Monday, March 10, 2008

Guard Your Heart

Above all else, guard your heart,
for it is the wellspring of life.

Proverbs 4:23 NASB

Judy was reading this verse and that made me think about it.

The context is a father's admonition to his children to seek and value wisdom.

Of course I immediately am drawn back to my caregiving career. And once again I find that experience illuminating my thinking.

So many times during that period I realized I lacked knowledge. And many times I thought if I could only understand the what and the why. And many times my physical ability was stretched well beyond my capacity. And my will faltered and failed so very often. I wanted to do things but I could not do them as much as I tried. Then there was lack of this and lack of that.

But really all of those things turned out to be manageable even though at first I did not believe so. I learned a lot even though there was much left to know. I gained some insight. I endured the strain on my body. And somehow I kept going even when I could not really make myself take another step. And I did without but we didn't really need it anyway.

As I think back the things that loomed so large begin to seem smaller and dimmer. But I do recognize how vulnerable was my heart, more than I realized at the time.

The psalmist gives some pointers about guarding one's heart:

  1. Put away perversity from your mouth
  2. Let your eyes look straight ahead
  3. Make level paths for your feet
  4. Do not swerve to the right or the left

I think it is surprising that the first pointer is about speech. I might write that "keep your speech under control and calm and pleasant." I did most of the time. I had some drastically bad failures though and even thinking about them makes me cringe. What it makes me think most of though is the days when dad's behavior would be so wild. If I were calm and quiet and kept my voice under control I could almost always calm him down. On the other hand if I lost control then things became worse and worse for both of us.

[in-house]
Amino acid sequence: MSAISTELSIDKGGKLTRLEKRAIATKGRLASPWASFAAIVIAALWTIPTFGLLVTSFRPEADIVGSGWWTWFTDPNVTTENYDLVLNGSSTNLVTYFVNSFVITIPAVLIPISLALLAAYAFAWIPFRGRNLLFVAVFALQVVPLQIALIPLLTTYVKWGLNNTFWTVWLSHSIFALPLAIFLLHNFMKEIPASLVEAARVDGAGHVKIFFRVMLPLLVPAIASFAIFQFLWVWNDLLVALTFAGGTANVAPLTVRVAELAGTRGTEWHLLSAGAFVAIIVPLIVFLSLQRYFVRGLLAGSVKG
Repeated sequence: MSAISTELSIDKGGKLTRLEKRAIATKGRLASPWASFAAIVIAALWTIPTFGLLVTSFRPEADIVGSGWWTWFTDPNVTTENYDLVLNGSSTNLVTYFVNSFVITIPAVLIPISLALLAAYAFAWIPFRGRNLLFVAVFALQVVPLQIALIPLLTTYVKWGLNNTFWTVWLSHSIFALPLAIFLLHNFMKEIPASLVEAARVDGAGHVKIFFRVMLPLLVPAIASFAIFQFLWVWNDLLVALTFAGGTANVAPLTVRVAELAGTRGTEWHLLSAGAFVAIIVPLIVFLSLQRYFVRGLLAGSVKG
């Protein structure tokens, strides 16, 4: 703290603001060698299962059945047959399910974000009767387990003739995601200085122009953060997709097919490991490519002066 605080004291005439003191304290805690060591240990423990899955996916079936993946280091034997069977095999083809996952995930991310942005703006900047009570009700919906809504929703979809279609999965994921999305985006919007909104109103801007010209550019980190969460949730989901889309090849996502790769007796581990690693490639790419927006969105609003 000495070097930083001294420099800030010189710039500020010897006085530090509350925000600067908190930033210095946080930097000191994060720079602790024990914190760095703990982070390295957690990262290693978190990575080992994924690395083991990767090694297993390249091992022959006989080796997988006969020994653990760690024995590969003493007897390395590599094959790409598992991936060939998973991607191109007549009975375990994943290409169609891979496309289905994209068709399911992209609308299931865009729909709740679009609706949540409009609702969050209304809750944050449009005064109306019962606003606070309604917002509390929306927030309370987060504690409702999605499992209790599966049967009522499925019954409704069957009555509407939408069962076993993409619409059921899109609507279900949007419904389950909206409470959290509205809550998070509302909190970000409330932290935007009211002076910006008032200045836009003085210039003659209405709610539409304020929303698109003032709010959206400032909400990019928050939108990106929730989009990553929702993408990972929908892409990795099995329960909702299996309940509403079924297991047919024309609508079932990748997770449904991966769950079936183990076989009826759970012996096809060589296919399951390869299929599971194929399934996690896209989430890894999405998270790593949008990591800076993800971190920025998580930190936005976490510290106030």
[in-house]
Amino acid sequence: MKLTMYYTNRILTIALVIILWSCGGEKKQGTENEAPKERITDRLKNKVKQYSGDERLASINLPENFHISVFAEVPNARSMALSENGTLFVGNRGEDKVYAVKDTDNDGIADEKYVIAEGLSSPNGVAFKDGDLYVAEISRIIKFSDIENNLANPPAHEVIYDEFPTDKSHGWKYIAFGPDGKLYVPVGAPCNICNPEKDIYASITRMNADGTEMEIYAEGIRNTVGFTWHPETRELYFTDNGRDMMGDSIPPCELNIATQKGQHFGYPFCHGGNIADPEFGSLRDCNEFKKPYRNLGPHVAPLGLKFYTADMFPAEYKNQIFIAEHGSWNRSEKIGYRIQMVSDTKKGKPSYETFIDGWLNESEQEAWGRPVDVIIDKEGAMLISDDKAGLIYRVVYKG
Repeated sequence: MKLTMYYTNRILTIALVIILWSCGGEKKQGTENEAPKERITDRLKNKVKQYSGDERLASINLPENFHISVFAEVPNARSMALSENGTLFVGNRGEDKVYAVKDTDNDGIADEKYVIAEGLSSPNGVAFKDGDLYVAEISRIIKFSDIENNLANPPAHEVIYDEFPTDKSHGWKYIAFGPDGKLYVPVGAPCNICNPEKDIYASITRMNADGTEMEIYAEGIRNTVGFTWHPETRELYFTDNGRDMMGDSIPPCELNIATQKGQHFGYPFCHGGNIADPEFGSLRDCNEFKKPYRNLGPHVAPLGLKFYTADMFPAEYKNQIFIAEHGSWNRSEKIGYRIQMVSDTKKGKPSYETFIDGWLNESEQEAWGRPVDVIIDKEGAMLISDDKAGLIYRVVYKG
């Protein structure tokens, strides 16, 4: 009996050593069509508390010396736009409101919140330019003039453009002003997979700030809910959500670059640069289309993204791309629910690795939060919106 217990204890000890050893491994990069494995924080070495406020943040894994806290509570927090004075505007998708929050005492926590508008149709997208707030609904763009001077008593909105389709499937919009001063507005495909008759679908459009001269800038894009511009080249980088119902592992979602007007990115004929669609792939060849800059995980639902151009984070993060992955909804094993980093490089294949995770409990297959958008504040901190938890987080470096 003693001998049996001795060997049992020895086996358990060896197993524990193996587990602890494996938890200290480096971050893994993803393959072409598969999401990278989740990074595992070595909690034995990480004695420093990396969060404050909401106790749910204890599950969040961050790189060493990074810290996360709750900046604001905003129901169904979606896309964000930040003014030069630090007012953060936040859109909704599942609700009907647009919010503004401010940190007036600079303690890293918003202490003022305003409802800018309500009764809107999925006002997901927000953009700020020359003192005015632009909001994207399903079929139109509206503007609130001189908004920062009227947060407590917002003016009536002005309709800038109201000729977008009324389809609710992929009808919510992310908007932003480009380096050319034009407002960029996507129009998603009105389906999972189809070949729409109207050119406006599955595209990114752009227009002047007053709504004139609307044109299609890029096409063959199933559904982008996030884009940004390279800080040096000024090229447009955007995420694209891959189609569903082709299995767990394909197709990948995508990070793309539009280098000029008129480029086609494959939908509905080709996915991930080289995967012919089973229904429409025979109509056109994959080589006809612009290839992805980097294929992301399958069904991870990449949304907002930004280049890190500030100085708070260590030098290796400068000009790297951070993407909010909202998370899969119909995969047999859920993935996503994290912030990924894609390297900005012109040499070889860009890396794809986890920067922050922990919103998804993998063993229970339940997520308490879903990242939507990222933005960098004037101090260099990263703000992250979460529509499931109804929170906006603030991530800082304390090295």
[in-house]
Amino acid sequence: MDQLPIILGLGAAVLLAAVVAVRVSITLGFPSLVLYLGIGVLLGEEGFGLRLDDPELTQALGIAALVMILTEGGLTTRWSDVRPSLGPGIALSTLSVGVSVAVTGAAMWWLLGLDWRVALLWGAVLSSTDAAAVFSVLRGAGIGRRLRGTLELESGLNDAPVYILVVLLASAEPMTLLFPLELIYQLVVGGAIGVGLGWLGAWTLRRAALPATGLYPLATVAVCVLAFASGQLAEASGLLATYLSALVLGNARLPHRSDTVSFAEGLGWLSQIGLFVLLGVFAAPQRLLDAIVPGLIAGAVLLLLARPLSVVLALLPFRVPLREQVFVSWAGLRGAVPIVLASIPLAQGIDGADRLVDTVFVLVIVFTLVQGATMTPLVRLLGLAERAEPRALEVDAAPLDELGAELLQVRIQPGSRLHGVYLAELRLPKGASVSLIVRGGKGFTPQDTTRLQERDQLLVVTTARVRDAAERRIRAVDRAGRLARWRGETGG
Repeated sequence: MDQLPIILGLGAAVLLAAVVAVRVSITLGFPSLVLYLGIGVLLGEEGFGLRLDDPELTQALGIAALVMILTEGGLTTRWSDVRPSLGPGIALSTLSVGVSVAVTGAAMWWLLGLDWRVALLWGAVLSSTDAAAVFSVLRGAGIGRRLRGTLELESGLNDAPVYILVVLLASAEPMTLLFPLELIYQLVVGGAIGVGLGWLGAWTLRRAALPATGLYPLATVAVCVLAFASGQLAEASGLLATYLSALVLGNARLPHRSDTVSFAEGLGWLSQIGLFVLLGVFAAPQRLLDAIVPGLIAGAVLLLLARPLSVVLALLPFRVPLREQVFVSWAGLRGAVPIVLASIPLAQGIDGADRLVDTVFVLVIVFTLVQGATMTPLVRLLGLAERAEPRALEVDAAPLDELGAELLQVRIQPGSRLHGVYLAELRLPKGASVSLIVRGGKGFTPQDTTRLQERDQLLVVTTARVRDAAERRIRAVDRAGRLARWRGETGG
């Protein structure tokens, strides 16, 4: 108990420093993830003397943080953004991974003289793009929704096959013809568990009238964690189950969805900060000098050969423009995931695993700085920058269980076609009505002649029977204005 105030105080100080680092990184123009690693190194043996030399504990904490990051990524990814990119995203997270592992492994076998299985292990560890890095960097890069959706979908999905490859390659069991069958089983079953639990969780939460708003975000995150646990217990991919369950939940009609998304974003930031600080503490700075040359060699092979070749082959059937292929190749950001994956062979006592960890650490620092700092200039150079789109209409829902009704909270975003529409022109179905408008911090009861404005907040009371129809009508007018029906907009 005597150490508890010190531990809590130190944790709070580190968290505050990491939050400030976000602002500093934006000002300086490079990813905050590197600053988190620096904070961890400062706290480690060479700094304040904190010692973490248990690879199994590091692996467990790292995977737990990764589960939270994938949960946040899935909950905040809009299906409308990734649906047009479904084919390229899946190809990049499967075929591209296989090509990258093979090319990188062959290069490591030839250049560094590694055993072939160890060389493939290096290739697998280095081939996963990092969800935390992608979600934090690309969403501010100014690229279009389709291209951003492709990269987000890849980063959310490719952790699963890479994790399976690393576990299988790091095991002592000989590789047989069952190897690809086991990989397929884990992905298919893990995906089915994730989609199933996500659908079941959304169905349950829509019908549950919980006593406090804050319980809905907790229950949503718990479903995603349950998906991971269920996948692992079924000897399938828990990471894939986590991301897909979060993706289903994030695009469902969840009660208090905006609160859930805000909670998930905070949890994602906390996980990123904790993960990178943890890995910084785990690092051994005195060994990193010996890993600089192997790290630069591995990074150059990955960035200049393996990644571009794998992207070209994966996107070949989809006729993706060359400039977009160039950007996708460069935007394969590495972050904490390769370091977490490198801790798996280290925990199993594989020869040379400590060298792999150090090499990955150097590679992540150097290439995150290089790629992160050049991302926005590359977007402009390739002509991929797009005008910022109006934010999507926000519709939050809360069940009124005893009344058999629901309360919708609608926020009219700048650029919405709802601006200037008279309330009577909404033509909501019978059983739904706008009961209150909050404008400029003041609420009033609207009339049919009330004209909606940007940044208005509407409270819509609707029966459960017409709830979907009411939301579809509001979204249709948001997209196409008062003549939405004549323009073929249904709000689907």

The second one I think is about not looking too far ahead and staying focused on the near term. It is like driving. If you concentrate on the curb too much then you invariably hit it. Or if you look too far ahead you don't see the pot hole. I think that's just as appropriate for my life as it is for someone with Alzheimer's.

That level path part I think is about making things as orderly as possible. That's when the routine was my friend. I remember how hard that was for me at first. Having some level places was good then and it is good now, too.

I think the last one means trying to make changes slowly. It isn't always possible of course but when it is things surely work better if new things can be introduced a little at a time. Big changes are just so disruptive.


cornbread hell said...

you put the *wise* in *wise guy.*

~Betsy said...

You draw some great parallels here. Routine and calm was definitely the order of the day back then. Thanks for making me think.

¸.•*´)ღ¸.•*´Chris said...

My dad shared many of your thoughts and he passed these down to me through the years. I was grateful to him and I am grateful to you now for giving me gentle reminders.